Sensors Midwest 2018: Machine Learning Needs To Shake, Rattle & Roll

It’s a well-known fact that machine learning is the milk and money of artificial intelligence. Since artificial intelligence is going to play a significant role in just about every technology, it stands to reason that machine learning will be along for more than just the ride.

 

Industrial applications are essentially on the forefront of being automated with artificial intelligence at the helm in most. Obviously, industrial apps are noted for being rugged, involving motion, high torque and force levels, and a whole lot of vibration and shock. It has been found, by reliable resources, that, despite achieving excellent fault classification performance, recent deep-learning based models fail to perform well on vibration data from shaft speeds that they were not exposed to during training. In other words, machine learning is not quite picking up on the good, and bad, vibrations just yet.

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New VNA technologies enable mmWave broadband testing to 220 GHz, helping researchers and engineers to overcome test challenges and simplify mmWave testing.

Application development in the mmWave frequencies is growing. Broadband testing over hundreds of GHz of bandwidth is subject to repeatability/accuracy deficits, and engineers demand solutions to help overcome challenges and simplify mmWave testing.

 

As always, there are solutions, you just have to know where to find them. On Wednesday, October 17, 2018 from 10:10 am to 11:00 am, at Sensors Midwest in Rosemont, IL, machine learning engineer Erfan Azad at Uptime Solutions and software design manager Kim Luke will present a session titled, “Deep Learning Techniques for Vibration Fault Detection.” Their session addresses the aforementioned issues by various transfer-learning techniques to increase the robustness of the fault classifiers when encountering vibrations from shaft speeds that vary significantly from the ones used during their training.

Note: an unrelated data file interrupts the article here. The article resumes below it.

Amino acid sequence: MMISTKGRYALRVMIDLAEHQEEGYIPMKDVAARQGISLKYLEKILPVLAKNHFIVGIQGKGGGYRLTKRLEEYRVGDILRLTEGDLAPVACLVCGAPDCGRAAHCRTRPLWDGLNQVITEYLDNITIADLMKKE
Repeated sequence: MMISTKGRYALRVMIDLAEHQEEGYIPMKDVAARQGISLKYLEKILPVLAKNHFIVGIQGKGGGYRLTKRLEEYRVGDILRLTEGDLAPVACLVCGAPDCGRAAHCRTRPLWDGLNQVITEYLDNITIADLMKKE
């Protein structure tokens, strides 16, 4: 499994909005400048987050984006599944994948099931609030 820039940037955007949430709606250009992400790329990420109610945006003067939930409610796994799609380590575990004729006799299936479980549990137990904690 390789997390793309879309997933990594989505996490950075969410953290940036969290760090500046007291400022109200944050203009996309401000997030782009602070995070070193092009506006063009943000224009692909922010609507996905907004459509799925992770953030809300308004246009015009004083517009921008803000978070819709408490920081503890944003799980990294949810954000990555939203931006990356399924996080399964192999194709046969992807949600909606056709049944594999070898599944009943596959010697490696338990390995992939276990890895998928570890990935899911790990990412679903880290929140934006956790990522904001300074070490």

Erfan earned a Bachelors Degree in Computer Science from Colby College and a Bachelors Degree in Engineering from Thayer School of Engineering at Dartmouth College. His research spans over areas of Control Theory, System Identification, and Machine-Learning. He is currently holding a position as a Machine Learning Engineer at Uptime-Solutions where he is working on fault detection and condition monitoring of bearings using machine-learning and deep-learning tools.   

 

Kim Luke is the design manager and director of data science for Uptime Solutions, a company focused on developing wireless products for the diagnosis and monitoring of machinery health. Kim has several years’ experience in software development, signal processing, and analyses in both academic and industrial settings. She earned both a Bachelors Degree in Mathematics and Masters Degree in Electrical Engineering from the University of Wyoming.

 

If industrial applications involving vibration analysis are your bread and butter, then there’s no reason or excuse for not attending Sensors Midwest and the session “Deep Learning Techniques for Vibration Fault Detection” as well as the other sessions in the Machine Learning & AI track. So, what are you waiting for? Register today.

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